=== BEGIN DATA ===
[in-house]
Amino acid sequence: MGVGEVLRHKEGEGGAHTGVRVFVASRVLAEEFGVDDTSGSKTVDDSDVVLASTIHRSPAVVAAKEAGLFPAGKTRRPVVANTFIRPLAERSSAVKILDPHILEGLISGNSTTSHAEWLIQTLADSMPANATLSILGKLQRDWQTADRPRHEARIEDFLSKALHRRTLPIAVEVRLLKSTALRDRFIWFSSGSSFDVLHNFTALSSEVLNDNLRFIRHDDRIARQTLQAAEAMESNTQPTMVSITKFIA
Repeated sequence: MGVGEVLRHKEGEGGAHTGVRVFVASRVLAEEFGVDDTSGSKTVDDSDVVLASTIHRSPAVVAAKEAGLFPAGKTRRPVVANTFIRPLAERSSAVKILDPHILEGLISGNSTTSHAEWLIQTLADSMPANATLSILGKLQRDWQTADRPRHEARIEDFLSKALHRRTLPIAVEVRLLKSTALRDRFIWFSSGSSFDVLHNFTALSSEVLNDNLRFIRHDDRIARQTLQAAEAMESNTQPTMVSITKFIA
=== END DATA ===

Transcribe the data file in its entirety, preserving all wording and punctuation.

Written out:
[in-house]
Amino acid sequence: MGVGEVLRHKEGEGGAHTGVRVFVASRVLAEEFGVDDTSGSKTVDDSDVVLASTIHRSPAVVAAKEAGLFPAGKTRRPVVANTFIRPLAERSSAVKILDPHILEGLISGNSTTSHAEWLIQTLADSMPANATLSILGKLQRDWQTADRPRHEARIEDFLSKALHRRTLPIAVEVRLLKSTALRDRFIWFSSGSSFDVLHNFTALSSEVLNDNLRFIRHDDRIARQTLQAAEAMESNTQPTMVSITKFIA
Repeated sequence: MGVGEVLRHKEGEGGAHTGVRVFVASRVLAEEFGVDDTSGSKTVDDSDVVLASTIHRSPAVVAAKEAGLFPAGKTRRPVVANTFIRPLAERSSAVKILDPHILEGLISGNSTTSHAEWLIQTLADSMPANATLSILGKLQRDWQTADRPRHEARIEDFLSKALHRRTLPIAVEVRLLKSTALRDRFIWFSSGSSFDVLHNFTALSSEVLNDNLRFIRHDDRIARQTLQAAEAMESNTQPTMVSITKFIA